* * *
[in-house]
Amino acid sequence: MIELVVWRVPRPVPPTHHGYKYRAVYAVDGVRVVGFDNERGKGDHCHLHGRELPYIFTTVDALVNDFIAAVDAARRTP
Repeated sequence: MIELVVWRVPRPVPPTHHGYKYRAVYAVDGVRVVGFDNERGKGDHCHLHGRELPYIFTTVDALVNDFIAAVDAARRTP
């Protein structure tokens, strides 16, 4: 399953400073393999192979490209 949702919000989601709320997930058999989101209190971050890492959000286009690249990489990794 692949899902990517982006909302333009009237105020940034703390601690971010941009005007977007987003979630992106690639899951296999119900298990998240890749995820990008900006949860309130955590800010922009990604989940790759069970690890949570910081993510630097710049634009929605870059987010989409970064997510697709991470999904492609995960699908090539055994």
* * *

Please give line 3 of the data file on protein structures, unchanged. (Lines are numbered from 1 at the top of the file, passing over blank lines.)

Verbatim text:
Repeated sequence: MIELVVWRVPRPVPPTHHGYKYRAVYAVDGVRVVGFDNERGKGDHCHLHGRELPYIFTTVDALVNDFIAAVDAARRTP